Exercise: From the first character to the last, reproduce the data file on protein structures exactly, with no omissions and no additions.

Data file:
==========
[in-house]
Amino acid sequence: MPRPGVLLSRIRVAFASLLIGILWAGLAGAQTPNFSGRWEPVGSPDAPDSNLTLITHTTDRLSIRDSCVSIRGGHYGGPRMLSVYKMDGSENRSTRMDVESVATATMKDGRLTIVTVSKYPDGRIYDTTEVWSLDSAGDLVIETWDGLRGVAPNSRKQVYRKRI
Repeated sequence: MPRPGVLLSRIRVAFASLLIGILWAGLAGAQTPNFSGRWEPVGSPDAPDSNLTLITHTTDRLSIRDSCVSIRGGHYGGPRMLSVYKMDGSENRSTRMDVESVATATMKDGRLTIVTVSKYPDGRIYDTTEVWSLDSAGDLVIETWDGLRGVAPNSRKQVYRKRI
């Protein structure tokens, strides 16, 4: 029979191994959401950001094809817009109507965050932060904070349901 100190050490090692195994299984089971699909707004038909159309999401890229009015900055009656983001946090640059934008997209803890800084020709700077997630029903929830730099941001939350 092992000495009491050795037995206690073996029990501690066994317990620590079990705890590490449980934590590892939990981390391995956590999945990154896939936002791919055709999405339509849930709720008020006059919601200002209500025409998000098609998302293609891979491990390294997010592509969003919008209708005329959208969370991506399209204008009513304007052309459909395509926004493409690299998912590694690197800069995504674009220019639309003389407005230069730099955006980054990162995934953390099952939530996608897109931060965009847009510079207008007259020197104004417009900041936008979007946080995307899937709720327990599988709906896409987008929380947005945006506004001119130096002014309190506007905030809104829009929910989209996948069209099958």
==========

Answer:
[in-house]
Amino acid sequence: MPRPGVLLSRIRVAFASLLIGILWAGLAGAQTPNFSGRWEPVGSPDAPDSNLTLITHTTDRLSIRDSCVSIRGGHYGGPRMLSVYKMDGSENRSTRMDVESVATATMKDGRLTIVTVSKYPDGRIYDTTEVWSLDSAGDLVIETWDGLRGVAPNSRKQVYRKRI
Repeated sequence: MPRPGVLLSRIRVAFASLLIGILWAGLAGAQTPNFSGRWEPVGSPDAPDSNLTLITHTTDRLSIRDSCVSIRGGHYGGPRMLSVYKMDGSENRSTRMDVESVATATMKDGRLTIVTVSKYPDGRIYDTTEVWSLDSAGDLVIETWDGLRGVAPNSRKQVYRKRI
């Protein structure tokens, strides 16, 4: 029979191994959401950001094809817009109507965050932060904070349901 100190050490090692195994299984089971699909707004038909159309999401890229009015900055009656983001946090640059934008997209803890800084020709700077997630029903929830730099941001939350 092992000495009491050795037995206690073996029990501690066994317990620590079990705890590490449980934590590892939990981390391995956590999945990154896939936002791919055709999405339509849930709720008020006059919601200002209500025409998000098609998302293609891979491990390294997010592509969003919008209708005329959208969370991506399209204008009513304007052309459909395509926004493409690299998912590694690197800069995504674009220019639309003389407005230069730099955006980054990162995934953390099952939530996608897109931060965009847009510079207008007259020197104004417009900041936008979007946080995307899937709720327990599988709906896409987008929380947005945006506004001119130096002014309190506007905030809104829009929910989209996948069209099958």